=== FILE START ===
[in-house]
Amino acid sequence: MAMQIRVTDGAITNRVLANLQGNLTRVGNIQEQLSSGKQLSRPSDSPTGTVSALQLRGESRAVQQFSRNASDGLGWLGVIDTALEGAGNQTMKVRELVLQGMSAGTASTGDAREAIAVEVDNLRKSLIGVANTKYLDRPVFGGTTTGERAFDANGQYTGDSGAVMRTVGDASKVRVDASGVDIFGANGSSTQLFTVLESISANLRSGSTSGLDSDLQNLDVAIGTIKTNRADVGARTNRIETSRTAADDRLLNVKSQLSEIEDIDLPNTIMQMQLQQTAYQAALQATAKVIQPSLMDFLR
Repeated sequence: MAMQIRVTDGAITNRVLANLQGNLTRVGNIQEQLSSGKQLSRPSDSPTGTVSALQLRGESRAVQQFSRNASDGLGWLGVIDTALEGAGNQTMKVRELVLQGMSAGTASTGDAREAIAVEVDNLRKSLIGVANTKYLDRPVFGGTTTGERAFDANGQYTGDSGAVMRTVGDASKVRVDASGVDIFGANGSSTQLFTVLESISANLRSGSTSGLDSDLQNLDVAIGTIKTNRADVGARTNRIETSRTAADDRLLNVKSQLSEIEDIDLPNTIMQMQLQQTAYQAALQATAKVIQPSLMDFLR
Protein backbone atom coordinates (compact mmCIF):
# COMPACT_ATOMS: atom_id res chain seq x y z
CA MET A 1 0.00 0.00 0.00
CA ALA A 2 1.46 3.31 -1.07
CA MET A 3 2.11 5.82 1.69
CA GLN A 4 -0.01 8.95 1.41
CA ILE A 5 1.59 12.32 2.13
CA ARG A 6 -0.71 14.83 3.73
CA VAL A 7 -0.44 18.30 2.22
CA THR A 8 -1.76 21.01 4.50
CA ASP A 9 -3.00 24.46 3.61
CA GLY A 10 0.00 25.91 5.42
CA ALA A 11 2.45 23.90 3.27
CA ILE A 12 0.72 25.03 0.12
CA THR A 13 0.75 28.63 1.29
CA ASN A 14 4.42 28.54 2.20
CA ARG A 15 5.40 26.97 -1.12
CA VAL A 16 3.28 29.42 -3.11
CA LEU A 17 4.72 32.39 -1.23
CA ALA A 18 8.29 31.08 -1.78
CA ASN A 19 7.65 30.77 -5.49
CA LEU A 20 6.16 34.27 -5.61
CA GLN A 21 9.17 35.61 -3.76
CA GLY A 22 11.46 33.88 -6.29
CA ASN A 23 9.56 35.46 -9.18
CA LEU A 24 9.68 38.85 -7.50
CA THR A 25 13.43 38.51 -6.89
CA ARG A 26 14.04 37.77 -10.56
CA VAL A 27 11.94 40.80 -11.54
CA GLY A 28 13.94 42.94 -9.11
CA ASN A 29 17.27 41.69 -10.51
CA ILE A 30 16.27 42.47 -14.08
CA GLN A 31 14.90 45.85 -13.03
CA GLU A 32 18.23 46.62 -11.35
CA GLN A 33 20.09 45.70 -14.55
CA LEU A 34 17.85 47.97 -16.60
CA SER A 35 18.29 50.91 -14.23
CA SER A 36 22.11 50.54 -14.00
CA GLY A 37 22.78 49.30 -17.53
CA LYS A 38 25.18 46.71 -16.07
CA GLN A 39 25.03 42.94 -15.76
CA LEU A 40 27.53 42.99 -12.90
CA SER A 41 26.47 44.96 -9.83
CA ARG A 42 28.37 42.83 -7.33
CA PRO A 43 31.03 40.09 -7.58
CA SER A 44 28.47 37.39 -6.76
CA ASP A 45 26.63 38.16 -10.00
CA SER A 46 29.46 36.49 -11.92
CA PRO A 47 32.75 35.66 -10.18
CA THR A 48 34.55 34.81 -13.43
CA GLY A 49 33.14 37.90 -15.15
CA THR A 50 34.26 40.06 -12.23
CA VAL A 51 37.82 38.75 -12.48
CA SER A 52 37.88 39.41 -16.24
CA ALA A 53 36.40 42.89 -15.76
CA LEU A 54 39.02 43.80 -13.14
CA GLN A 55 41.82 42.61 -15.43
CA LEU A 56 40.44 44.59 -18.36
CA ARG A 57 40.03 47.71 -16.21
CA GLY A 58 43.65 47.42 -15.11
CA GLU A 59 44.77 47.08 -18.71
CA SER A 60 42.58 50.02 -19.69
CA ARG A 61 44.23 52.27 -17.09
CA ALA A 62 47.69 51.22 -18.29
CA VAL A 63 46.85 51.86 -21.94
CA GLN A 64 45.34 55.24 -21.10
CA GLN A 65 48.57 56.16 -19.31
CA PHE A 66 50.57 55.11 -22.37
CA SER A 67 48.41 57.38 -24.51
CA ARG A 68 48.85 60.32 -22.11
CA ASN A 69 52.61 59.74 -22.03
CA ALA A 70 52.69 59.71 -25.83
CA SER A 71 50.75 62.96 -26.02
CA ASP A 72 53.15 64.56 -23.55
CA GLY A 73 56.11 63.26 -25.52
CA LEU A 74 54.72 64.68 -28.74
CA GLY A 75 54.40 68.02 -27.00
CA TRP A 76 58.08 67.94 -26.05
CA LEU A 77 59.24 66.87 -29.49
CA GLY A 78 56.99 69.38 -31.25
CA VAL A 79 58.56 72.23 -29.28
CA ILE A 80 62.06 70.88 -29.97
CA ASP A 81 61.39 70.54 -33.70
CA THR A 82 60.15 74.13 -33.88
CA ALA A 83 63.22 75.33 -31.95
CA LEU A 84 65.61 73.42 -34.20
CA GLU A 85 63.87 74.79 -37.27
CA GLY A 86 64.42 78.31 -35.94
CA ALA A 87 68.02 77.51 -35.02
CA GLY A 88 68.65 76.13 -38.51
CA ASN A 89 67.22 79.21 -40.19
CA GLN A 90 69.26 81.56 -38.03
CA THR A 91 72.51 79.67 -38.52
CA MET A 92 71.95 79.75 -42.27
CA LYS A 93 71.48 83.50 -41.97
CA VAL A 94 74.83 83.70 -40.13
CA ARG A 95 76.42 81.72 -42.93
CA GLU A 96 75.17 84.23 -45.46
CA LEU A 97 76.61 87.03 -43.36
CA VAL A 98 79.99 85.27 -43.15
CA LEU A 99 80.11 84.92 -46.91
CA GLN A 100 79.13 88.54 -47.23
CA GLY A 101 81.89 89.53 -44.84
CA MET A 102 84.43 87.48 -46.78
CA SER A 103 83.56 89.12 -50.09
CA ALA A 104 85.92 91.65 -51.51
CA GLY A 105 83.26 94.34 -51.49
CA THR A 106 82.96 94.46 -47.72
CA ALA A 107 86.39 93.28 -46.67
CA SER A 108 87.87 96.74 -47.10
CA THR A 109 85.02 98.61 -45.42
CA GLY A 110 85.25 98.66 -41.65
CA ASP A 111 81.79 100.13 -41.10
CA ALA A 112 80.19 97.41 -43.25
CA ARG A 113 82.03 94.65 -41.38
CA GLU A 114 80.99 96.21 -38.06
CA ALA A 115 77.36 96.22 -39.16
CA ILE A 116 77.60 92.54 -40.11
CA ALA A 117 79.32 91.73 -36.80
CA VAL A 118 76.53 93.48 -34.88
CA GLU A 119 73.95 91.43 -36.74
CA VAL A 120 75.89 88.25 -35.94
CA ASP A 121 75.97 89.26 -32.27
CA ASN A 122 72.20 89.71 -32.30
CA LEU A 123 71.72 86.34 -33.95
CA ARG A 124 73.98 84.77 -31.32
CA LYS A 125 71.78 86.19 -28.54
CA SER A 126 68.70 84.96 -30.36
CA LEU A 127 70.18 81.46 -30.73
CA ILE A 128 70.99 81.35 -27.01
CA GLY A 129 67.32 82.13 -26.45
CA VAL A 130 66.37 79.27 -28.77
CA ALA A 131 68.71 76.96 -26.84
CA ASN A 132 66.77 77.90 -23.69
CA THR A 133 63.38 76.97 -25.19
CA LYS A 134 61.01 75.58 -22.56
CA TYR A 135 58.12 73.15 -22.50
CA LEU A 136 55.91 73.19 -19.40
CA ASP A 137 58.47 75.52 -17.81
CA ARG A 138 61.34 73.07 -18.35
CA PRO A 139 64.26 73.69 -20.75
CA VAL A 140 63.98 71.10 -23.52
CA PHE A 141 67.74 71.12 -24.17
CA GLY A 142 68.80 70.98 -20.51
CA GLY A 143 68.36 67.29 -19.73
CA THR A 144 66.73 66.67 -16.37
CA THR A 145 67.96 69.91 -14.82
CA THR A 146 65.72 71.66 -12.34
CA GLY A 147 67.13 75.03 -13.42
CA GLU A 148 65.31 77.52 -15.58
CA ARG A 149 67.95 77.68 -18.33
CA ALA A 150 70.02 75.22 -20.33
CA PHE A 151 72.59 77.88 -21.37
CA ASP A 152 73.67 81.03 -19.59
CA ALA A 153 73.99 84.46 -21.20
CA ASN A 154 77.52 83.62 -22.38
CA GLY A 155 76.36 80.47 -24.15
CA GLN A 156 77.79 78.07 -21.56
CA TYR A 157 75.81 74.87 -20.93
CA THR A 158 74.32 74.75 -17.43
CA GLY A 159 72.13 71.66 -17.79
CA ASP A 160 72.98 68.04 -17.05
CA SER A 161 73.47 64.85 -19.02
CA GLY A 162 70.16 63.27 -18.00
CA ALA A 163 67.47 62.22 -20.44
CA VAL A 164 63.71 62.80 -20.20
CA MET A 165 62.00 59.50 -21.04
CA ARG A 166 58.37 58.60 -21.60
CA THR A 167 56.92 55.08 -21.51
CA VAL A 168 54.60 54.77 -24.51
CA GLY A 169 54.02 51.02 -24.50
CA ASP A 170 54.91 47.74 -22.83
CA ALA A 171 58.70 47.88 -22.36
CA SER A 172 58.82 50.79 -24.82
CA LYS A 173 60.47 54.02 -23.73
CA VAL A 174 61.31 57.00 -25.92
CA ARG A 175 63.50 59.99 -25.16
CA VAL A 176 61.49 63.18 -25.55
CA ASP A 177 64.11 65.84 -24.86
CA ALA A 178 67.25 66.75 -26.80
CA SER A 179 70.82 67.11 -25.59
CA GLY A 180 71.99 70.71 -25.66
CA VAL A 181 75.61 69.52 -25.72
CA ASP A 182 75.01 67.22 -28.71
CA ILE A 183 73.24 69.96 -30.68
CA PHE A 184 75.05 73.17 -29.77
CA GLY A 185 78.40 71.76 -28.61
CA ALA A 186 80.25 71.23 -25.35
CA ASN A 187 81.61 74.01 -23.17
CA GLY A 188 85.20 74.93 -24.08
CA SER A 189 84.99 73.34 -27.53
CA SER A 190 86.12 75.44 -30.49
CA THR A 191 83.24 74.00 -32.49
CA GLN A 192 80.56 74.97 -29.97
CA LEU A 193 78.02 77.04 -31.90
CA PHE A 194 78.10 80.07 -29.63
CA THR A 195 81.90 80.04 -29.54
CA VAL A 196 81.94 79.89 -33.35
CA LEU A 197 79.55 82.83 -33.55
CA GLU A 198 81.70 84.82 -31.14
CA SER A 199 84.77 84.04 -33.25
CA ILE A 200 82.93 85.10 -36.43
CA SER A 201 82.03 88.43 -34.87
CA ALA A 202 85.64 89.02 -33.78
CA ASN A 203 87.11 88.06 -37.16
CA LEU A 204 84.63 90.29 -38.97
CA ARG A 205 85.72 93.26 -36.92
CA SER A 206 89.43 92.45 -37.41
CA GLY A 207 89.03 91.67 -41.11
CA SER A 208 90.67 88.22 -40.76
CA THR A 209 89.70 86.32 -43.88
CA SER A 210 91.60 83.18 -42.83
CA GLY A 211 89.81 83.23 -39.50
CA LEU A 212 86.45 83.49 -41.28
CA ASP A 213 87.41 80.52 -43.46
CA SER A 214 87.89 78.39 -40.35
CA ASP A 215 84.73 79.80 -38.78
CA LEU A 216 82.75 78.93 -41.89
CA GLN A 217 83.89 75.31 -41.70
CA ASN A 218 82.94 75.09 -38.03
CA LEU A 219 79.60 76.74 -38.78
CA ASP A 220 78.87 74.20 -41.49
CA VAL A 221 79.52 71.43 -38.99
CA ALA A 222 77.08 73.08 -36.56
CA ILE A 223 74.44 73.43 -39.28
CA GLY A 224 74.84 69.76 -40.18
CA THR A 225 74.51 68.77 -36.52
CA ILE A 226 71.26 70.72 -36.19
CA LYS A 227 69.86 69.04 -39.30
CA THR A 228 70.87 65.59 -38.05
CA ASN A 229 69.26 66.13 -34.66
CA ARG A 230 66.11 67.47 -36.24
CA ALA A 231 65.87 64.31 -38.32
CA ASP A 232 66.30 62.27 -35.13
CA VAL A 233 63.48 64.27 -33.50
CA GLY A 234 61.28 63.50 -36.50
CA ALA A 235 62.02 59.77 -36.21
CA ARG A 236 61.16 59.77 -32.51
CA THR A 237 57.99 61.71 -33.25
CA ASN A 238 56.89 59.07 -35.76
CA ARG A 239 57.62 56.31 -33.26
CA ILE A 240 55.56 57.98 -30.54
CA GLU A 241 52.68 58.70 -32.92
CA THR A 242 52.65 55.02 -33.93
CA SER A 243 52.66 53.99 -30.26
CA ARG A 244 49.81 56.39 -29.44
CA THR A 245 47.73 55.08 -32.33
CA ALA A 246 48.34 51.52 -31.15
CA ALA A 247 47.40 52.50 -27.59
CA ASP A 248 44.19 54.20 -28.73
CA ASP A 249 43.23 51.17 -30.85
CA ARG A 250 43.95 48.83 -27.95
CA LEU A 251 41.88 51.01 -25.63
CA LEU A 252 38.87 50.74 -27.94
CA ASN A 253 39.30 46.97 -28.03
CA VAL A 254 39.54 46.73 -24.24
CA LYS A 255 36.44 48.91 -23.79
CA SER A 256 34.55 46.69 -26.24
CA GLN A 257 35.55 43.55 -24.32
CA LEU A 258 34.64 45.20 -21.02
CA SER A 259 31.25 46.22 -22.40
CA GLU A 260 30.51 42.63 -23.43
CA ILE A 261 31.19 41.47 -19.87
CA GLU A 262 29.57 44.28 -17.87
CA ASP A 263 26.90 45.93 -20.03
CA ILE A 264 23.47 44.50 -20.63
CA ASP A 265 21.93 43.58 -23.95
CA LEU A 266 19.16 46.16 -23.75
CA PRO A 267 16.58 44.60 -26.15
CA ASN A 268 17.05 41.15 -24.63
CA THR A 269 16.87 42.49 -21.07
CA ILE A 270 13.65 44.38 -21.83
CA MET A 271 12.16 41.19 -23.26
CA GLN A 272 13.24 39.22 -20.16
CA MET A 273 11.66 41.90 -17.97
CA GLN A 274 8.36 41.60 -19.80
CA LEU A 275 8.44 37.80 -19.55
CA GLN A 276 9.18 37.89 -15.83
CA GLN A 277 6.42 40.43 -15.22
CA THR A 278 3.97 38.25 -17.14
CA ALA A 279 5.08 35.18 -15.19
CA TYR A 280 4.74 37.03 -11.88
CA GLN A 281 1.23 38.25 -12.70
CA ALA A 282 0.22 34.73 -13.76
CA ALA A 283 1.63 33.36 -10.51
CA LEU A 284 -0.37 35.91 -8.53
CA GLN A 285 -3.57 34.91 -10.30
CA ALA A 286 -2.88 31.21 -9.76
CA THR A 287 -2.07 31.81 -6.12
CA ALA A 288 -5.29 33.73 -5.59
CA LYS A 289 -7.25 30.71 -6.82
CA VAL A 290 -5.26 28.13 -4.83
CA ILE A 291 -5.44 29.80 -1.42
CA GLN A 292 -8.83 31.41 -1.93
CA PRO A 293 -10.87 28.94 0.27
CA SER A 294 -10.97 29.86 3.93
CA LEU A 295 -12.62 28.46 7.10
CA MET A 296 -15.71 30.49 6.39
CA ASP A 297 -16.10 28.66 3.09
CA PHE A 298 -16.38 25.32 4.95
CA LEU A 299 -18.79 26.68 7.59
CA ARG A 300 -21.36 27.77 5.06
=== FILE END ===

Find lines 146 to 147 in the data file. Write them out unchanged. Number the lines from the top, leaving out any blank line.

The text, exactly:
CA PHE A 141 67.74 71.12 -24.17
CA GLY A 142 68.80 70.98 -20.51